Updated: August 27, 2020 10:39:53 am
With Covid-19 and subsequent lockdowns putting finances of over a dozen states under severe strain, resulting in delays in salary payments and sharp cuts in capital expenditure outlays, a meeting Thursday of the GST Council — the Centre-state governing body for the Goods and Services Tax (GST) — looks set for a showdown over delayed clearance of outstanding bills and escalating differences over compensation payments.
Maharashtra, Punjab, Karnataka and Tripura are among states reporting delays in salary payments to healthcare workers. In Uttar Pradesh, Telangana, Karnataka and Madhya Pradesh, salaries have been delayed to staff of educational varsities. In this backdrop, most of the states are likely to confront the Centre on clearances of GST compensation payments pending since April this year. An evolving consensus among states, including some BJP-ruled states, on the need to raise the unconditional fiscal deficit limits and clear outstanding bills is also expected to be flagged at the meeting.
The stress in finances has left states with little space for increasing capital expenditure, an area of growing concern given that over the last few years, with states, cumulatively, spending about one-and-half times more than what the Central government. This also comes at a time when states have been forced to hike their spending on health to counter the pandemic, even as, apart from faltering GST revenue proceeds, realisations from liquor excise and stamp duties remain weak.
A move by the Centre to conditionally hike borrowing limits for states is not of much help, given that only eight states qualify for this.
A growing number of state finance ministers have been increasingly outspoken in flagging their concerns especially in light of delayed GST compensation, given that states no longer possess any taxation rights after most taxes — excepting those on petroleum, alcohol and stamp duty — were subsumed under GST. GST accounts for almost 42 per cent of the states’ own tax revenues, and tax revenues account for around 60 per cent of the states’ total revenues.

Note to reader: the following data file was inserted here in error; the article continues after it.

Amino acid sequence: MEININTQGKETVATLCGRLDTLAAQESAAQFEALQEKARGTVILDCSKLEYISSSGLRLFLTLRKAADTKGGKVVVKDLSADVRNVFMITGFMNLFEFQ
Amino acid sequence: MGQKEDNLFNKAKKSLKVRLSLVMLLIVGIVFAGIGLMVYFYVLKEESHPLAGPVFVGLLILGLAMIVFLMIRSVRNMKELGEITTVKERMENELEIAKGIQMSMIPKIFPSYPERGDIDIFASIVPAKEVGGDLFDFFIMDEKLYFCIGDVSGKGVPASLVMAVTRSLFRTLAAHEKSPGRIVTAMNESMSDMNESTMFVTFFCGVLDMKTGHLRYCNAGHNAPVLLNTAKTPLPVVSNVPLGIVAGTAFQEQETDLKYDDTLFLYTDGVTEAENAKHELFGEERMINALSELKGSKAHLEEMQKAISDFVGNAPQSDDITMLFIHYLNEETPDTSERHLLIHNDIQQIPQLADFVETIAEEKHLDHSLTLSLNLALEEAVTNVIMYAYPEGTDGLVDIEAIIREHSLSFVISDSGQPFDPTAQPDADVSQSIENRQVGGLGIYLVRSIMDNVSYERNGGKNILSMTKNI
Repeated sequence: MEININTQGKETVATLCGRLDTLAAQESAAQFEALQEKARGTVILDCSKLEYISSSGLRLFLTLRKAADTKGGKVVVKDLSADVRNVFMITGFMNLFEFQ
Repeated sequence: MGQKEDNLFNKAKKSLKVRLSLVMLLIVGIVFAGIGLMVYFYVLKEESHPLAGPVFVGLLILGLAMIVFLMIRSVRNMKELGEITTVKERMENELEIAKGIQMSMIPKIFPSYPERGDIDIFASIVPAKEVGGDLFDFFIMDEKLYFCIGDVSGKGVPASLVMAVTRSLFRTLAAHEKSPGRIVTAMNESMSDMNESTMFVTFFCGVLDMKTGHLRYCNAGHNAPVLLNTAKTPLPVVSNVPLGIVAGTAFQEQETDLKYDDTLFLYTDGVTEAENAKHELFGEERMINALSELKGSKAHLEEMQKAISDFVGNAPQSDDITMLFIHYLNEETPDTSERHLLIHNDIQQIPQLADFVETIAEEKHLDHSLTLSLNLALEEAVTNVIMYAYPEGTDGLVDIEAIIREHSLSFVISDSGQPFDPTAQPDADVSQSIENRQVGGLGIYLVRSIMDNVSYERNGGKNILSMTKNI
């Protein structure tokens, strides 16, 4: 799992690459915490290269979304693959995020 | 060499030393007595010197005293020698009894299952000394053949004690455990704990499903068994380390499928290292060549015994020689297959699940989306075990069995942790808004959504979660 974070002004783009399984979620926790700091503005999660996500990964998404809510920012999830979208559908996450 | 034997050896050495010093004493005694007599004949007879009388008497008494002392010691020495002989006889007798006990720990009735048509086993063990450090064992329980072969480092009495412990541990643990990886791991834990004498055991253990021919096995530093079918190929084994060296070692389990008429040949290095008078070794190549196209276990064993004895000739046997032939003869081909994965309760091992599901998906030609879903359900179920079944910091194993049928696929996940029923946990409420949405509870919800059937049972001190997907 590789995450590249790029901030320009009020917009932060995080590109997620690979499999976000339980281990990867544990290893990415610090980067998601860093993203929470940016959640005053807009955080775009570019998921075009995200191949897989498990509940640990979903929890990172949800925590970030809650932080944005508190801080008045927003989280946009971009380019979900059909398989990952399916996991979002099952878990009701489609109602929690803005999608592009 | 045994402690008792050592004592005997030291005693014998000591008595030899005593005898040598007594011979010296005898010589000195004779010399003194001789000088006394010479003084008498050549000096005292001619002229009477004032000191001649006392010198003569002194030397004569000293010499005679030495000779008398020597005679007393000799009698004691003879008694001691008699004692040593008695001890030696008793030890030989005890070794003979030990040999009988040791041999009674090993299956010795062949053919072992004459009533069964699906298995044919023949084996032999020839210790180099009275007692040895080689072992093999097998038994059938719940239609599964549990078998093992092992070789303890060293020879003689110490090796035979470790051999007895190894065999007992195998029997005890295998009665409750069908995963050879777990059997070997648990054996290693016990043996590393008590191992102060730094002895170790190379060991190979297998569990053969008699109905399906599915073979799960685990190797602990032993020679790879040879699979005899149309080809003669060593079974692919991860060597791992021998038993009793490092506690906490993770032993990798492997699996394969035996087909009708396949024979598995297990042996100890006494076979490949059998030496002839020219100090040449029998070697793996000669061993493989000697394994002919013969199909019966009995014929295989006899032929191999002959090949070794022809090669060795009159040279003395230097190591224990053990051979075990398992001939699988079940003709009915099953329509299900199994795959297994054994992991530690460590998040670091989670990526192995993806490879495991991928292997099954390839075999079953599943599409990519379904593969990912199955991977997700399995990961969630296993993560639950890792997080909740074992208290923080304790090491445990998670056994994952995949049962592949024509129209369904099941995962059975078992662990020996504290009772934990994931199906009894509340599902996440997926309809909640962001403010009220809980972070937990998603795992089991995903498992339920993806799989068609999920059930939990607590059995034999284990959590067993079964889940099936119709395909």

States ask Centre to keep word
For states, GST accounts for almost 42% of their own tax revenues. With the Centre yet to make GST compensation payments for the last four months, many states have been forced to put on hold their capital spending, and are even struggling to pay monthly salaries of staff.
“The Covid-19 situation makes the financial position of states even more grim as states are unable to cut down on the expenditure required to curtail the pandemic. All our taxation was taken over by the Government of India, then promises made, and now they’re saying we can’t give you, we don’t have the money,” a state finance minister told The Indian Express.
In a letter to Union Finance Minister Nirmala Sitharaman on Wednesday, West Bengal Finance Minister Amit Mitra said asking states to borrow will increase their debt servicing liability and may lead to cuts in expenditure which is “not desirable” when the economy is witnessing “severe recessionary trend”.
“It appears that our worst fears are coming true. It is surprising that the constitutional guarantee given to the states is being interpreted in a manner that the Centre is not responsible to compensate the states and it is the states (in the GST Council) which will have to find means to compensate themselves. Nothing can be more damaging, unfair and unjust than this,” Mitra said.